Rep. Mike Gallagher (R-Wis.) announced Friday he would resign from Congress before his term is up, shrinking the GOP’s already razor-thin majority in the House.

Gallagher, a four-term lawmaker who is considered a rising star within the GOP, announced last month he would not seek reelection. But Friday, he said he would leave the House on April 19.

“I’ve worked closely with House Republican leadership on this timeline and look forward to seeing Speaker Johnson appoint a new chair to carry out the important mission of the Select Committee on the Chinese Communist Party,” he said in a statement.

Gallagher’s departure will leave House Republicans with 217 members to Democrats’ 213, meaning Speaker Mike Johnson (R-La.) can afford to lose only one vote on any bill that doesn’t have Democratic support.

His announcement came shortly after the House passed its final fiscal 2024 funding bill after months of dramatic negotiations, and after Rep. Marjorie Taylor Greene (R-Ga.) filed a motion to oust the Speaker.

Gallagher, from his perch helming the House Select Committee on China, was instrumental to passing a bill earlier this month requiring TikTok’s China-based parent company ByteDance to sell the social media app or see it banned in the U.S.

Earlier this year, he also made headlines for being one of three Republicans to vote against impeaching Homeland Security Secretary Alejandro Mayorkas.

Rep. Mike Gallagher (R-Wis.)Rep. Mike Gallagher (R-Wis.)

Rep. Mike Gallagher (R-Wis.)

Rep. Mike Gallagher (R-Wis.) addresses reporters outside the Capitol in Washington, D.C., on Wednesday, March 13, 2024 following a vote on the Protecting Americans from Foreign Adversary Controlled Applications Act. (Greg Nash)

Gallagher’s is just the latest early departure of the Congress.

Last week, Rep. Ken Buck (R-Colo.), who had announced his retirement earlier this year, said he would leave Washington before the end of his term. Friday is his last day.

And Gallagher joins several other high-profile committee heads who are calling it quits, reflecting the toxicity many said is evident on Capitol Hill.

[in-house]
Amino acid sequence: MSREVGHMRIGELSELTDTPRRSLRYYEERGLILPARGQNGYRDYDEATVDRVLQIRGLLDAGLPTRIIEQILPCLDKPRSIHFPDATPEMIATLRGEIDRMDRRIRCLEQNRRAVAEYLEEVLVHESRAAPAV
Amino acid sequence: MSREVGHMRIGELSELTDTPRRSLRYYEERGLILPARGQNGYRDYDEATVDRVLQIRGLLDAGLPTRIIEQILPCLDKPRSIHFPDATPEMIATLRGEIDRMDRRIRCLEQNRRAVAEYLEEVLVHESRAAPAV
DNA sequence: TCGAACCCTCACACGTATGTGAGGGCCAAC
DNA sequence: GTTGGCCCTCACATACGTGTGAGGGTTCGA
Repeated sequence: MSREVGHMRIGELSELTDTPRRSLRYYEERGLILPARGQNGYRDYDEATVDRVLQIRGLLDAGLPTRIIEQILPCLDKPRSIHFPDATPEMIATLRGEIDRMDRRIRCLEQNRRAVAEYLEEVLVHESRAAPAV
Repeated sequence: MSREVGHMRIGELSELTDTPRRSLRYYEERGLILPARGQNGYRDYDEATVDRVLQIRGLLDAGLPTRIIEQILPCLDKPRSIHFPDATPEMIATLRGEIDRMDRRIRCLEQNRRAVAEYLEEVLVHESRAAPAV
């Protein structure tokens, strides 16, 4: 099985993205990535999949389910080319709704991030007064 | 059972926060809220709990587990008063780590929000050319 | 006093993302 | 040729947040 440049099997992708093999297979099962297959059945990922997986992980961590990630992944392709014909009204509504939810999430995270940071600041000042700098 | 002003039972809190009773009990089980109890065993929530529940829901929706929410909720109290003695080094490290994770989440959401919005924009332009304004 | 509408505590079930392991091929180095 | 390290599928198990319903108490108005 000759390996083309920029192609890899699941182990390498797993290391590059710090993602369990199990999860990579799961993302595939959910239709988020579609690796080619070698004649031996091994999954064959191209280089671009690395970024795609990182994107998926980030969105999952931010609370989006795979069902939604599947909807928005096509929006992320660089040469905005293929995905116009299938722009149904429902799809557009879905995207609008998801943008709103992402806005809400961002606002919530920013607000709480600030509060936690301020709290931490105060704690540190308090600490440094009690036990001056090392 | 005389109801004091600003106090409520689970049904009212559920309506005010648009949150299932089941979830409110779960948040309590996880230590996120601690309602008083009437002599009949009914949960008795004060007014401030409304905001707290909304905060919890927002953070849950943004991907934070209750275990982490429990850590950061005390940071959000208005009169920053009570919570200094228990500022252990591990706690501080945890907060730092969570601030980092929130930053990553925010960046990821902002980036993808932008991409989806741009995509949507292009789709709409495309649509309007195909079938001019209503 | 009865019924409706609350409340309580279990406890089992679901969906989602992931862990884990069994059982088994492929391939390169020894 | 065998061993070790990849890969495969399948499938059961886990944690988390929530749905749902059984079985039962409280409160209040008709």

Rep. Cathy McMorris Rodgers (R-Wash.), 54, a 20-year veteran who chairs the powerhouse Energy and Commerce Committee, has announced her intent to leave Congress at the end of this term, along with Reps. Kay Granger (R-Texas), who heads Appropriations, and Patrick McHenry (R-N.C.), the chair of the Financial Services panel.

Shortly after announcing his retirement, Gallagher voiced some of those frustrations.

“[S]ince I ran, I always said that Congress shouldn’t be a career,” Gallagher said in an interview on “America’s Newsroom” on Fox News.

“I think that the fact that we have so many lifers and careerists in this institution is why it’s so dysfunctional, and that the framers, when they created the Constitution and this country, had in mind that you would embark on a season of service and then return to private life,” he said.

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Gallagher’s seat, which the Cook Political Report rates “solid Republican,” could remain vacant through the rest of the year. Wisconsin election law requires a special election to fill a vacancy if it occurs before the first Tuesday in April of an election year.

The vote margins in the House, however, could still change as other vacancies in both parties are filled through special elections.

Updated at 2:54 p.m.

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